If you are a devoted cat owner you want to make sure your pretty kitty feels pampered and loved (as much as they’ll let you, of course). Cats are incredibly independent creatures despite about 10,000 years of domestication and don’t always take to our ideas of care for them. However, they do love our plants — as evidenced by their chewing on houseplant leaves — and appreciate gifts of cat grass and catnip. Why not keep a plant around that will both satisfy that need to chew on something and relax them at the same time?
Because of lavender’s anti-anxiety effects and unique scent, it has been used as a sedative in the homeopathic world for many years. For humans, lavender is a sign of calm and relaxation. The smell is aromatic and comforting. It is natural to want to offer the same comfort to your cat, but the fact is is that your cat may not think lavender is all that.
Although cats are the proverbial Rum Tum Tugger of the animal world — one minute preferring this and the next wanting that — the general rule of thumb is no, cats do not like lavender. Most of the smells that are pleasant to us, including citrus smells, cats tend to hate. In fact, it is quite common to plant lavender in gardens as a cat deterrent. To be fair, lavender is not the best thing to give your feline friend.
The Dangers of Lavender to Your Cat
Say you do have a lavender plant in your home and your cat gets into it. If a cat eats some lavender plant it’ll get an upset stomach.
When it comes to lavender essential oil, however, it can be deadly. A cat’s liver does not produce the necessary enzymes to break down and process the oil. It is especially dangerous if administered without a carrier oil. Carrier oils are oils used to dilute essential oils for the purpose of topical use: fractionated coconut oil; avocado oil; cocoa butter, etc.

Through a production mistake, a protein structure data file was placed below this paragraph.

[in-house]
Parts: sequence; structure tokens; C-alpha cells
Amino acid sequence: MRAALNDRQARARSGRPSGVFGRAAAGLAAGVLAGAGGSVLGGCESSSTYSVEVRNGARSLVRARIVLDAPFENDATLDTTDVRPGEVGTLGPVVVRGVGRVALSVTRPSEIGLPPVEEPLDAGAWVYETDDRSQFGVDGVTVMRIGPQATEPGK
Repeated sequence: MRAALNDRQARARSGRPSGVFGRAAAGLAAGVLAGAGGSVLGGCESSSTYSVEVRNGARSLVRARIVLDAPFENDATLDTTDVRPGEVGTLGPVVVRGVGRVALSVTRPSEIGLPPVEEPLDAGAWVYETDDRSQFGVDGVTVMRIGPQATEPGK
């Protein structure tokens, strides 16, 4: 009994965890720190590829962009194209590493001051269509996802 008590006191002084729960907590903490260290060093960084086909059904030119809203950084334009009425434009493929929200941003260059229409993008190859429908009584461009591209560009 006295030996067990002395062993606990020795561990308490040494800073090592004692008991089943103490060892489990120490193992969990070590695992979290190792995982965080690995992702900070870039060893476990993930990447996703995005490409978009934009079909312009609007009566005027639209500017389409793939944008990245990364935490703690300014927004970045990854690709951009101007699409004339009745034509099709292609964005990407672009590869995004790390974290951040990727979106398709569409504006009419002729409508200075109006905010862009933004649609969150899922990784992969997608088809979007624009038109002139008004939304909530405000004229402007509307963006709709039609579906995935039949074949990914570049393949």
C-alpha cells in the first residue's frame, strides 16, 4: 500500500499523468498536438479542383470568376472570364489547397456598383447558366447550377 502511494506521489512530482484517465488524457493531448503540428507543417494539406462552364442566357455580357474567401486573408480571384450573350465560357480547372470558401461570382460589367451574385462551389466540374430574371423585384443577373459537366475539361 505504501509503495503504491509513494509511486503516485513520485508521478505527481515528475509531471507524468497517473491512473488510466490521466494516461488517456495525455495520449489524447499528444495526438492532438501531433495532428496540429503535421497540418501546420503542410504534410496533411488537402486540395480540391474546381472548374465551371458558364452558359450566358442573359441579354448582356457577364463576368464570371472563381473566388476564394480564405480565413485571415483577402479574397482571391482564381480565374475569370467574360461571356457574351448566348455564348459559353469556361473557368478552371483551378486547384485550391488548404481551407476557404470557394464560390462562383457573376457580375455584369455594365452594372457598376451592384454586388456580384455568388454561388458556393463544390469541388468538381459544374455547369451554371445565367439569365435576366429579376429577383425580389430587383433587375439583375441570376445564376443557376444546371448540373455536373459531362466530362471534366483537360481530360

If you know that your cat has been given lavender oil or has accidentally ingested it, call your veterinarian and look for the following symptoms:
- Difficulty breathing
- Uncoordinated gait
- Lethargy and weakness
- Pawing at face and mouth
- Muscle tremors
- Redness and/or burns on lips, skin, gums and tongue
For more information on lavender poisoning in cats, you can visit this website.
Alternatives to Lavender
If you were looking to grow a plant to please your cat, there are other pretty house plants you can opt for.
Catnip is a pleasant plant for outdoor gardens or a pretty addition to your houseplants. Buy organic seeds and try out the catnip for yourself! It can be dried and used as a tea or given to your kitty for future rounds of catnip fun.
Rosemary and Parsley
If you like to grow herbs on your windowsill, rosemary and parsley are cat-safe choices. Parsley is full of vitamins and rosemary acts as a natural flea repellant. It should be noted, though, that you should not introduce either of these herbs into your cat’s regular diet!
This is a common house plant that has been shown to produce mild hallucinogenic effects for cats. It is safe for the cat to chew, but if something seems a little odd later on, your cat could just be experiencing the disappearance of the ego.
Because of the health problems lavender can cause, it’s just better to keep it away from your cat. Don’t worry, your cat can achieve the same relaxing effects of lavender just by sleeping in the sun or coming in for a belly rub — but not for too long because, well, it’s a cat. It’ll let you know when it’s had enough.